Sweet! Texas Advances With 78-75 Win Over Carolina

Third-seeded Texas built a double-digit lead over tradition-rich North Carolina and then hung on against a tenacious trapping defense for a 78-75 win in the second round of the NCAA Tournament Saturday. The Horns will now face the Mississippi State-Xavier winner in the Atlanta Region of the Sweet Sixteen. It begs the question: <I>the </I>basketball school won in Denver, right?

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After all, head coach Rick Barnes has now led Texas to a school record third consecutive appearance in the Sweet Sixteen while no current Tar Heel had played in an NCAA Tournament prior to Thursday's matchup against Air Force. Again, Texas relied heavily on its senior class that boasts Final Four experience.

"Our seniors have been the key all year," Barnes said. "I think about what they've done in terms of being the best class at Texas in terms of wins. But they're more than that because they have raised the bar for our program. They have set a great standard for teams that will follow. Tonight, even though they were really pressured by a team that can really do that, they made the plays that they had to make."

No Longhorn senior emerged taller than G Royal Ivey, who paced his team with 17 points (10 in the second half to keep Carolina at arms length), five rebounds and four assists. But despite Texas' precedent-setting trip to the next round on the strength of a clutch win over a storied program, Ivey believes this is a team that still has something to prove.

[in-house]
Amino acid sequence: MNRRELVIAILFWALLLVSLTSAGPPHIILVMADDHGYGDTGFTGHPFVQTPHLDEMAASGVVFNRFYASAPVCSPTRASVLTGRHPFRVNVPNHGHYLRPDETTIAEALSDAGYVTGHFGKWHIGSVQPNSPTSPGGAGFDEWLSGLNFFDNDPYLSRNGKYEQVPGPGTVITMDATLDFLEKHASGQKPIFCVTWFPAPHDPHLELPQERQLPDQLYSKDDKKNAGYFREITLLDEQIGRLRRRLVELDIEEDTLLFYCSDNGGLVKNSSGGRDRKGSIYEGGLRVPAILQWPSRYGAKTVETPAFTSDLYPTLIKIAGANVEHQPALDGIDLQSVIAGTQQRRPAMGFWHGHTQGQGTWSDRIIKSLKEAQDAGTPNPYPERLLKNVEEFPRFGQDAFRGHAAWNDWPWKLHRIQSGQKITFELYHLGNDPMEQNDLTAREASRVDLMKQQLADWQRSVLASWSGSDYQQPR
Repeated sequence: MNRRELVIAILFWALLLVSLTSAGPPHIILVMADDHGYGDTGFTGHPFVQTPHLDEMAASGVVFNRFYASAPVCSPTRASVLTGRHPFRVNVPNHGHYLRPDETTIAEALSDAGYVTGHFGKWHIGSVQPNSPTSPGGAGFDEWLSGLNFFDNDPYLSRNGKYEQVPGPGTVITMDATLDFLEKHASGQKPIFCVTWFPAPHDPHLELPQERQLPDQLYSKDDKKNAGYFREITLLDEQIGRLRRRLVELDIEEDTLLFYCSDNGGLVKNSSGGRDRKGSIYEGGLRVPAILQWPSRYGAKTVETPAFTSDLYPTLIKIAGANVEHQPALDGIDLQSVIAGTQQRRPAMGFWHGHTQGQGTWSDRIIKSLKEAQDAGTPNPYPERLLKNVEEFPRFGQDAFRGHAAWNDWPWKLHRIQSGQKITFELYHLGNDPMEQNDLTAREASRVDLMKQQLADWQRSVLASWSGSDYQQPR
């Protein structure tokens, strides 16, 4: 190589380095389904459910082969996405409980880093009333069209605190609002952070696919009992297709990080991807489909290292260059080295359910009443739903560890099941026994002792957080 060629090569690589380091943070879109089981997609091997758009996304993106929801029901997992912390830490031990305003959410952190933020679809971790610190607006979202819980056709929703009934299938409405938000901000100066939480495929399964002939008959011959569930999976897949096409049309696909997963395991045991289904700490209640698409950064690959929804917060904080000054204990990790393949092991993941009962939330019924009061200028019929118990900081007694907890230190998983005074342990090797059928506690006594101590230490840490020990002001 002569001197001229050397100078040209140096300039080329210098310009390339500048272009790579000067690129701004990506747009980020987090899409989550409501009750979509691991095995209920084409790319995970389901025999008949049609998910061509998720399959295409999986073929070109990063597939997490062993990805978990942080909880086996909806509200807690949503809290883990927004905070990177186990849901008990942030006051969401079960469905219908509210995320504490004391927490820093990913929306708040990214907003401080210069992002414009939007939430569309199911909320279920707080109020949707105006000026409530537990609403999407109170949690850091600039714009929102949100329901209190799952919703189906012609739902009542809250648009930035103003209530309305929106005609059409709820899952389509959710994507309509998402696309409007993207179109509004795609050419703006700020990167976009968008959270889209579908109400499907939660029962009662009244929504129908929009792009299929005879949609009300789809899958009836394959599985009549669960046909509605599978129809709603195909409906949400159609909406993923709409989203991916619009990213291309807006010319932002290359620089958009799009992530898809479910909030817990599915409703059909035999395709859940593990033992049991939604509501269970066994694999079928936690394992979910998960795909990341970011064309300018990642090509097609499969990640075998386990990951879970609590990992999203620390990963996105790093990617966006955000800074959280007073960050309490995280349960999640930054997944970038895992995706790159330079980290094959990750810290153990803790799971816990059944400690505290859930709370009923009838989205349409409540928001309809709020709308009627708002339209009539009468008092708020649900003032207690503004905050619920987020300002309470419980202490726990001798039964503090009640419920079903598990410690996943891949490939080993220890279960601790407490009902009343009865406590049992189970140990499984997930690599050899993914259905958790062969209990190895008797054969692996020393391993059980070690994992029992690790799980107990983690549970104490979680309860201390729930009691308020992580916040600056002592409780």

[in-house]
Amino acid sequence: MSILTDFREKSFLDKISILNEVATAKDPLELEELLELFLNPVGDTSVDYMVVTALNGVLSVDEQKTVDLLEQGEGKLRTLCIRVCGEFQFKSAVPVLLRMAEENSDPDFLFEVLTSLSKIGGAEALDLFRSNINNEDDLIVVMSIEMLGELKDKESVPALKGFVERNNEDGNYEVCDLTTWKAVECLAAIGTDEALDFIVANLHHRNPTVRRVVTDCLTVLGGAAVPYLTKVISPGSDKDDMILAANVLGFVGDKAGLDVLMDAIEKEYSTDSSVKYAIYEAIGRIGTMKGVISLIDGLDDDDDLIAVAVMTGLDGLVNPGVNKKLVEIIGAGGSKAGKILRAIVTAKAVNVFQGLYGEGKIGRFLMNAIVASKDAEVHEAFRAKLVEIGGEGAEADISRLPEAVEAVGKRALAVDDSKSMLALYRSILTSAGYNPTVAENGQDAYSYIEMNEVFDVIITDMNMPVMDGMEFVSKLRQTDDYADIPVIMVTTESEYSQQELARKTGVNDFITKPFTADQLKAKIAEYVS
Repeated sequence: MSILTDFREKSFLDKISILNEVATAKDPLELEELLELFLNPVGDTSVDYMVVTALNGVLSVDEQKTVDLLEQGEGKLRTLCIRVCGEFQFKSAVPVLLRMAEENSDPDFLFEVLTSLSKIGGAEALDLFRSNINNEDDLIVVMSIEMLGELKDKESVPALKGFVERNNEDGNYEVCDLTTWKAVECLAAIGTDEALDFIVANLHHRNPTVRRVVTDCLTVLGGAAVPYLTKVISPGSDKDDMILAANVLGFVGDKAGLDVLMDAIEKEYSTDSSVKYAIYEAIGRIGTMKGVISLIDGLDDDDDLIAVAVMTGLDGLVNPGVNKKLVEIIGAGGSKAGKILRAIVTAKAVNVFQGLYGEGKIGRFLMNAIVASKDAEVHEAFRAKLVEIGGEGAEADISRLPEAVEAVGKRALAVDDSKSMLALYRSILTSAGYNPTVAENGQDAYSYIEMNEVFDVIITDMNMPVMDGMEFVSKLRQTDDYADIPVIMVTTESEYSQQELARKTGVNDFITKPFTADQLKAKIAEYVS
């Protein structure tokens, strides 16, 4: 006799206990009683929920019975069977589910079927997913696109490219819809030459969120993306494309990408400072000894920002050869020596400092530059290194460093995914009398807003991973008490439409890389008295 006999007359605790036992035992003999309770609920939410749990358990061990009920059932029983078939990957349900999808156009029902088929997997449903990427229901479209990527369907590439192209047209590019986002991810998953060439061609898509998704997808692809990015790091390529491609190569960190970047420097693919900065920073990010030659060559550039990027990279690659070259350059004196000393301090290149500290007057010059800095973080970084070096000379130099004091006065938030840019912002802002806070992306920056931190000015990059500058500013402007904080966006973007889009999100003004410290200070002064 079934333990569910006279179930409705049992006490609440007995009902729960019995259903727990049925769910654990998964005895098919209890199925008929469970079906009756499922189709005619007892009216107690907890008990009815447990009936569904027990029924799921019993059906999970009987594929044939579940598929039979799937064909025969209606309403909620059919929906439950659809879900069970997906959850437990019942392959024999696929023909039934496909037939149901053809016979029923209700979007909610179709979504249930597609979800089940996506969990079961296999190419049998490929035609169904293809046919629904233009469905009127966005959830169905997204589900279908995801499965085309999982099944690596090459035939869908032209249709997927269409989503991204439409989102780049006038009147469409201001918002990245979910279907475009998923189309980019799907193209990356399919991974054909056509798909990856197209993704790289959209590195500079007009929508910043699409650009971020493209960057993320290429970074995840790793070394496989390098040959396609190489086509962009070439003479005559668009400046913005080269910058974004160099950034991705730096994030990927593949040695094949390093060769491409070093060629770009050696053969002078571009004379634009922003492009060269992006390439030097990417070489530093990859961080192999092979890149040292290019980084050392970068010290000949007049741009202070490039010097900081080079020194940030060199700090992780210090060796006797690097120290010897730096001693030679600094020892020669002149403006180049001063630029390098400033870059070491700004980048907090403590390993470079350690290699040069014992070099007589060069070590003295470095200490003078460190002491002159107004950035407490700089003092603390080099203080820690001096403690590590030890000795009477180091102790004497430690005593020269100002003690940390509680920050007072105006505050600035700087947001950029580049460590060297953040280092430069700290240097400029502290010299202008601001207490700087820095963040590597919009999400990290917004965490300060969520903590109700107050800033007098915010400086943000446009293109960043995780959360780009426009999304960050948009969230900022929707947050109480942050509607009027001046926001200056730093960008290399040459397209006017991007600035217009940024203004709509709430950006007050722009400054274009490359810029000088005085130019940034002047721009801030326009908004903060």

"I don't think we've proved anything right now," Ivey said. "We're still in the Tournament, but we're not content right now. We're not satisfied. We want to move on. This is a great win, but we need to put this one behind us and prepare for next week."

Despite Barnes' kudos for his seniors, it was a freshman that the sixth-year Longhorn coach wanted to receive the inbounds pass late in the game with the outcome still undetermined. It just goes to show the confidence Barnes has in F P.J. Tucker's ball handling skills.

"P.J. is our best ball handler," Barnes said. "I actually wanted him to bring the ball down the floor but he kept giving the ball to (Ivey). P.J. was the guy that we really wanted to bring it up the floor. If they did trap, he's so strong and big that he could pass out of it. We thought if we could get it from him to the middle we could really attack and get something easy, but he and I will talk about that."

But is Tucker the guy you want on the free throw line? The true freshman is a gamer but just a 67 percent foul shooter who put up an airball the first time he stood at the charity stripe in the opening round against Princeton. With 8.9 seconds remaining Saturday, Tucker hit the front end of his freebies to give Texas a 78-75 lead. But his miss on the follow-up gave the Heels one last shot. North Carolina F/G Rashad McCants led all scorers with 27 (11-of-23 FG) points but missed the bucket that counted most. The sophomore misfired on a last-second three-point attempt in front of the Tar Heel bench (his foot was on the line anyway, so even if he had hit it, it wouldn't have mattered), sending the Longhorn fans in attendance (all 190 of them) into hysterics.